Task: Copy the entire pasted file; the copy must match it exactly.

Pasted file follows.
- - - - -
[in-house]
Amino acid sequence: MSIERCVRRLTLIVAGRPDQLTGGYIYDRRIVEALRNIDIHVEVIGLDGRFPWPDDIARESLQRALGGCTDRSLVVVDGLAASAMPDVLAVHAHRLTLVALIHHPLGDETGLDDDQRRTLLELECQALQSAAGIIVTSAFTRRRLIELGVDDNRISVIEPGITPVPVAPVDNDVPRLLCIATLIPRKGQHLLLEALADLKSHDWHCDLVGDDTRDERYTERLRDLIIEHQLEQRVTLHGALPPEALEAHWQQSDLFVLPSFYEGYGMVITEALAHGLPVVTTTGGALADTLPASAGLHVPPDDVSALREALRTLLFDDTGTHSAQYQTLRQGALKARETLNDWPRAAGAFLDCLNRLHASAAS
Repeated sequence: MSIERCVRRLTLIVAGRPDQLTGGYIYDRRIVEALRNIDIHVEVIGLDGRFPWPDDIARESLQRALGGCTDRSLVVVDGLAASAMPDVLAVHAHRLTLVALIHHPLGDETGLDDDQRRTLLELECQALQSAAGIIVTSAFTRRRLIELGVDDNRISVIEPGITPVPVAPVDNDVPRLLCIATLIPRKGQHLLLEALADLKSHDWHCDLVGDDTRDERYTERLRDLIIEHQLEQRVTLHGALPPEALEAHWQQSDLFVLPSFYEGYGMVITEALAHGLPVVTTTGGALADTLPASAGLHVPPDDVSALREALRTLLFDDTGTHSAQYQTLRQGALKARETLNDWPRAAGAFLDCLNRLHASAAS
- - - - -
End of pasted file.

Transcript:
[in-house]
Amino acid sequence: MSIERCVRRLTLIVAGRPDQLTGGYIYDRRIVEALRNIDIHVEVIGLDGRFPWPDDIARESLQRALGGCTDRSLVVVDGLAASAMPDVLAVHAHRLTLVALIHHPLGDETGLDDDQRRTLLELECQALQSAAGIIVTSAFTRRRLIELGVDDNRISVIEPGITPVPVAPVDNDVPRLLCIATLIPRKGQHLLLEALADLKSHDWHCDLVGDDTRDERYTERLRDLIIEHQLEQRVTLHGALPPEALEAHWQQSDLFVLPSFYEGYGMVITEALAHGLPVVTTTGGALADTLPASAGLHVPPDDVSALREALRTLLFDDTGTHSAQYQTLRQGALKARETLNDWPRAAGAFLDCLNRLHASAAS
Repeated sequence: MSIERCVRRLTLIVAGRPDQLTGGYIYDRRIVEALRNIDIHVEVIGLDGRFPWPDDIARESLQRALGGCTDRSLVVVDGLAASAMPDVLAVHAHRLTLVALIHHPLGDETGLDDDQRRTLLELECQALQSAAGIIVTSAFTRRRLIELGVDDNRISVIEPGITPVPVAPVDNDVPRLLCIATLIPRKGQHLLLEALADLKSHDWHCDLVGDDTRDERYTERLRDLIIEHQLEQRVTLHGALPPEALEAHWQQSDLFVLPSFYEGYGMVITEALAHGLPVVTTTGGALADTLPASAGLHVPPDDVSALREALRTLLFDDTGTHSAQYQTLRQGALKARETLNDWPRAAGAFLDCLNRLHASAAS